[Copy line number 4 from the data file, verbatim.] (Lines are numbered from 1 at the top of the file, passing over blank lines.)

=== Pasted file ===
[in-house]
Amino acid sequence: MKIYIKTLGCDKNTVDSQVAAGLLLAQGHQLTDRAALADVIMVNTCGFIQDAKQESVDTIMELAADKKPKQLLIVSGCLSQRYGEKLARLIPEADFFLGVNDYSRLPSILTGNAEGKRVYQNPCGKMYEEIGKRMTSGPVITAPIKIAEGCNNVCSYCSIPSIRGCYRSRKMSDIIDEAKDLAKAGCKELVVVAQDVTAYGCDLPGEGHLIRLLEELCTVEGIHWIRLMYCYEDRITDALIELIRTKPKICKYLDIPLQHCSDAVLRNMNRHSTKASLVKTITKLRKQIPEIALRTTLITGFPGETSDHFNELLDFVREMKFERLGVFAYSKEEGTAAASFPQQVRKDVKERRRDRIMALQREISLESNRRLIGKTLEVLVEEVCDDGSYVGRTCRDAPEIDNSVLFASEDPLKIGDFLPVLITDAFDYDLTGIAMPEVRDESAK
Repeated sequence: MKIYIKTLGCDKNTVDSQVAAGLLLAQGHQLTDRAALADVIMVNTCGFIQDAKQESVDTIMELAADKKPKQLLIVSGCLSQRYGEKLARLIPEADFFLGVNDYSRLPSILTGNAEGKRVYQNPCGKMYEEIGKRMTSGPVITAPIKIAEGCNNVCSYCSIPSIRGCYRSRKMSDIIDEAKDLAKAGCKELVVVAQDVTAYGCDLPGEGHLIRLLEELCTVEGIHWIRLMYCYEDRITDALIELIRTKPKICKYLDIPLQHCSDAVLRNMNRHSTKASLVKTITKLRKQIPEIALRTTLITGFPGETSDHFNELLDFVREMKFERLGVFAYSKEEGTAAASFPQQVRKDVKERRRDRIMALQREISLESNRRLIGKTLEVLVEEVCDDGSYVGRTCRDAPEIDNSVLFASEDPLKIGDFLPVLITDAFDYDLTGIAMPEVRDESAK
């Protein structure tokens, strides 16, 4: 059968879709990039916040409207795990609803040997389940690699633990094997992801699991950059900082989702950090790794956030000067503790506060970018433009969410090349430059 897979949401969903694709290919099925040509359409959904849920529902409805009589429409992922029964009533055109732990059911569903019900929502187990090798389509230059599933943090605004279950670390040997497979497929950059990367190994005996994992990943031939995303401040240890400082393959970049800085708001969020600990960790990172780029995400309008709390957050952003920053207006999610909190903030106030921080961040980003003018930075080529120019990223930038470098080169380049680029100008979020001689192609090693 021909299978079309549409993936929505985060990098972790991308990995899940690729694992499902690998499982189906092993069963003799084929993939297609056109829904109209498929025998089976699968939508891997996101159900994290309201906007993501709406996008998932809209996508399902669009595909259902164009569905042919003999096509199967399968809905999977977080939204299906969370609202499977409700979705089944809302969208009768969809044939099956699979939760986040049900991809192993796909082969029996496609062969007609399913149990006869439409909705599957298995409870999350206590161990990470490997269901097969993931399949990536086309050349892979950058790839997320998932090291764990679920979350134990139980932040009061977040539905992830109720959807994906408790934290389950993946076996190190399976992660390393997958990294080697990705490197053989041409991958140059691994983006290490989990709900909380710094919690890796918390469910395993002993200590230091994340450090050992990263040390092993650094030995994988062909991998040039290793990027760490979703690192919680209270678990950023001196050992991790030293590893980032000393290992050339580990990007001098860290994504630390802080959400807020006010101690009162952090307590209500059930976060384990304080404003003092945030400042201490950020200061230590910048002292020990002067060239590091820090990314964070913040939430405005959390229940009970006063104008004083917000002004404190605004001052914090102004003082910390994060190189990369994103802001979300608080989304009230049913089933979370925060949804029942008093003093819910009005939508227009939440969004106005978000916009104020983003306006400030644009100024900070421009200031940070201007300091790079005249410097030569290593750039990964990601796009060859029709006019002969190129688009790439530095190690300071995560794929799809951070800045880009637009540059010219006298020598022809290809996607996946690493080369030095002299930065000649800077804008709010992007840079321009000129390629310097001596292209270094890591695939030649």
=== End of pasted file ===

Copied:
């Protein structure tokens, strides 16, 4: 059968879709990039916040409207795990609803040997389940690699633990094997992801699991950059900082989702950090790794956030000067503790506060970018433009969410090349430059 897979949401969903694709290919099925040509359409959904849920529902409805009589429409992922029964009533055109732990059911569903019900929502187990090798389509230059599933943090605004279950670390040997497979497929950059990367190994005996994992990943031939995303401040240890400082393959970049800085708001969020600990960790990172780029995400309008709390957050952003920053207006999610909190903030106030921080961040980003003018930075080529120019990223930038470098080169380049680029100008979020001689192609090693 021909299978079309549409993936929505985060990098972790991308990995899940690729694992499902690998499982189906092993069963003799084929993939297609056109829904109209498929025998089976699968939508891997996101159900994290309201906007993501709406996008998932809209996508399902669009595909259902164009569905042919003999096509199967399968809905999977977080939204299906969370609202499977409700979705089944809302969208009768969809044939099956699979939760986040049900991809192993796909082969029996496609062969007609399913149990006869439409909705599957298995409870999350206590161990990470490997269901097969993931399949990536086309050349892979950058790839997320998932090291764990679920979350134990139980932040009061977040539905992830109720959807994906408790934290389950993946076996190190399976992660390393997958990294080697990705490197053989041409991958140059691994983006290490989990709900909380710094919690890796918390469910395993002993200590230091994340450090050992990263040390092993650094030995994988062909991998040039290793990027760490979703690192919680209270678990950023001196050992991790030293590893980032000393290992050339580990990007001098860290994504630390802080959400807020006010101690009162952090307590209500059930976060384990304080404003003092945030400042201490950020200061230590910048002292020990002067060239590091820090990314964070913040939430405005959390229940009970006063104008004083917000002004404190605004001052914090102004003082910390994060190189990369994103802001979300608080989304009230049913089933979370925060949804029942008093003093819910009005939508227009939440969004106005978000916009104020983003306006400030644009100024900070421009200031940070201007300091790079005249410097030569290593750039990964990601796009060859029709006019002969190129688009790439530095190690300071995560794929799809951070800045880009637009540059010219006298020598022809290809996607996946690493080369030095002299930065000649800077804008709010992007840079321009000129390629310097001596292209270094890591695939030649």